Directed By: Terry West
Starring: Jane Scarlett, Sergio Jones, Clark Beasley Jr.
Tag line: "Open the Gate. Step In. Lose Your Mind."
Trivia: Shot entirely in Yonkers, New York
“I have to warn you folks”, says John Stoker (Sergio Jones), the owner of the haunted Fischer Mansion, to six paranormal investigators, “This place makes Amityville look like a spinning tea-cup ride. The manifestations can be harsh and jarring”. A lofty claim, to be sure, and one that 2003's Flesh for the Beast never lives up to.
Among the six investigators studying the mansion are Erin (Jane Scarlett), a psychic, Ted (Clark Beasley Jr.), the so-called leader of the bunch, and Ketchum (Jim Coope), an older researcher who can smell the money Stoker's throwing their way. The team splits up to cover different sections of the house, which, decades earlier, was owned by the diabolical Alfred Fischer (Aldo Sambrell), an occultist who turned the place into an elaborate whorehouse. Much is learned by the team during their trek through the dark hallways of Fischer Mansion, including the fact that the spirits haunting it are, in reality, demons, called from the other side by way of an ancient trinket that Alfred Fischer stole from a gypsy (Caroline Munro). One by one, the team encounters the demons, usually with tragic consequences. But is Stoker looking to “cleanse” the house, as he claims, or does he have a much more sinister plan in mind?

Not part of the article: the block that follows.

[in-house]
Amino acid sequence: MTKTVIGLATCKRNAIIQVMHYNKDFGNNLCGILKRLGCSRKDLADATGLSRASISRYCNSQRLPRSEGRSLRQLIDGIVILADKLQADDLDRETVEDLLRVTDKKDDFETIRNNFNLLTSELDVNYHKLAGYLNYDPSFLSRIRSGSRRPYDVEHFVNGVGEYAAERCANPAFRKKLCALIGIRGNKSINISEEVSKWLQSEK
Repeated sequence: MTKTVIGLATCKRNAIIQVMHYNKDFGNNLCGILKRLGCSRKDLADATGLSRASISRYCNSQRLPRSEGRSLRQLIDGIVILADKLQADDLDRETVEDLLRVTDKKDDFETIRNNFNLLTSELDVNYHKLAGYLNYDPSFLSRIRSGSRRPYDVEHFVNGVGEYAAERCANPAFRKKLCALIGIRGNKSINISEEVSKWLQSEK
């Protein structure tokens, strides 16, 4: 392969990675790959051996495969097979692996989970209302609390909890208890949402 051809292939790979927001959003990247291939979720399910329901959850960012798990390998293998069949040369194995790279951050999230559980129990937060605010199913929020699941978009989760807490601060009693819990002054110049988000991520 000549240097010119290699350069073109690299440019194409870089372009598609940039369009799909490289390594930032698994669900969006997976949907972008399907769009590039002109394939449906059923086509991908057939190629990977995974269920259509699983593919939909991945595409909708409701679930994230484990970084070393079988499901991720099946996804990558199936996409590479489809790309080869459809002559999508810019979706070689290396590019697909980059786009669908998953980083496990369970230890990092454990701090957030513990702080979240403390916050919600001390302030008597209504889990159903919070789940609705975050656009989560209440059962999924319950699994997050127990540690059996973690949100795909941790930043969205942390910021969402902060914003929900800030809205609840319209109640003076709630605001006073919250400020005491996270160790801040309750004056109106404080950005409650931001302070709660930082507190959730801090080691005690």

Flesh for the Beast never hits its stride, and is bogged down by a number of problems. Key among them is the casting, with performances ranging from merely fair (Sergio Jones' history of Fischer House is well delivered, and might even cause a few goosebumps to spring up) to very poor (Jane Scarlett spouts off every line as if she were reading it from a cue card, and a key scene in which her character is 'overpowered' by the house's energy, a feeling she herself called “a concentrated slap in the face”, is handled as if she merely lost her balance for s second). The issues continue when the six split up to investigate, and despite the number of directions they branch off into, none of what they find early on generates any real tension (the first death is handled clumsily, leaving us more confused than scared). Then there are the demons, former prostitutes who appear in various stages of undress to seduce the male team members before finishing them off. Ketchum is the first to encounter one, named Pauline (Caroline Hoermann), and I can't decide which was more unintentionally hilarious: the awkward sex scene or the bloody attack that followed it.
Ultimately, the major flaw with Flesh for the Beast is that it's boring, a haunted house movie that keeps your eyes darting back and forth between the screen and the clock, wondering how much longer you'll have to endure it. An erotic horror film with no scares and little sexual energy, Flesh for the Beast comes up empty in every way imaginable.